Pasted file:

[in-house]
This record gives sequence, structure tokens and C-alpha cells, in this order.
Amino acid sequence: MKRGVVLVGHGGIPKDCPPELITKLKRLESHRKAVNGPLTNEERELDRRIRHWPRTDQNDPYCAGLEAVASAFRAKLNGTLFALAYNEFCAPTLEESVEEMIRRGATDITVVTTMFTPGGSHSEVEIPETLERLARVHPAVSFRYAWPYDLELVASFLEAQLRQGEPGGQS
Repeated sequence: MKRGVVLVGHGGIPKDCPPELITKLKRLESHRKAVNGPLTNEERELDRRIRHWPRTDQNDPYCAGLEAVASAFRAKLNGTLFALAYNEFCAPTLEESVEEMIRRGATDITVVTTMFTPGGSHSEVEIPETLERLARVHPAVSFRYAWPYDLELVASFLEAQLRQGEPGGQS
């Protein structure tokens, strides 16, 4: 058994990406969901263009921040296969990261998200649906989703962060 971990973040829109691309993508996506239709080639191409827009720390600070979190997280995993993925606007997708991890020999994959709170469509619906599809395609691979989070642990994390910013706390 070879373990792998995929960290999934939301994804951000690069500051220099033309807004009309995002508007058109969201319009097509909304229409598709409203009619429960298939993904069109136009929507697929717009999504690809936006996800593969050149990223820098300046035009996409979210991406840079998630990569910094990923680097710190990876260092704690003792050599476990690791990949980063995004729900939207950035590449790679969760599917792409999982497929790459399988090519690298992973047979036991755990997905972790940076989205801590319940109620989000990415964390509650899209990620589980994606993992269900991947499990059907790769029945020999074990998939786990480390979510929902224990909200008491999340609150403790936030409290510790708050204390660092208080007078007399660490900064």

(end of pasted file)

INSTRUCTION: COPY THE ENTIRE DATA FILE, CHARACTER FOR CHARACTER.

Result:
[in-house]
This record gives sequence, structure tokens and C-alpha cells, in this order.
Amino acid sequence: MKRGVVLVGHGGIPKDCPPELITKLKRLESHRKAVNGPLTNEERELDRRIRHWPRTDQNDPYCAGLEAVASAFRAKLNGTLFALAYNEFCAPTLEESVEEMIRRGATDITVVTTMFTPGGSHSEVEIPETLERLARVHPAVSFRYAWPYDLELVASFLEAQLRQGEPGGQS
Repeated sequence: MKRGVVLVGHGGIPKDCPPELITKLKRLESHRKAVNGPLTNEERELDRRIRHWPRTDQNDPYCAGLEAVASAFRAKLNGTLFALAYNEFCAPTLEESVEEMIRRGATDITVVTTMFTPGGSHSEVEIPETLERLARVHPAVSFRYAWPYDLELVASFLEAQLRQGEPGGQS
């Protein structure tokens, strides 16, 4: 058994990406969901263009921040296969990261998200649906989703962060 971990973040829109691309993508996506239709080639191409827009720390600070979190997280995993993925606007997708991890020999994959709170469509619906599809395609691979989070642990994390910013706390 070879373990792998995929960290999934939301994804951000690069500051220099033309807004009309995002508007058109969201319009097509909304229409598709409203009619429960298939993904069109136009929507697929717009999504690809936006996800593969050149990223820098300046035009996409979210991406840079998630990569910094990923680097710190990876260092704690003792050599476990690791990949980063995004729900939207950035590449790679969760599917792409999982497929790459399988090519690298992973047979036991755990997905972790940076989205801590319940109620989000990415964390509650899209990620589980994606993992269900991947499990059907790769029945020999074990998939786990480390979510929902224990909200008491999340609150403790936030409290510790708050204390660092208080007078007399660490900064």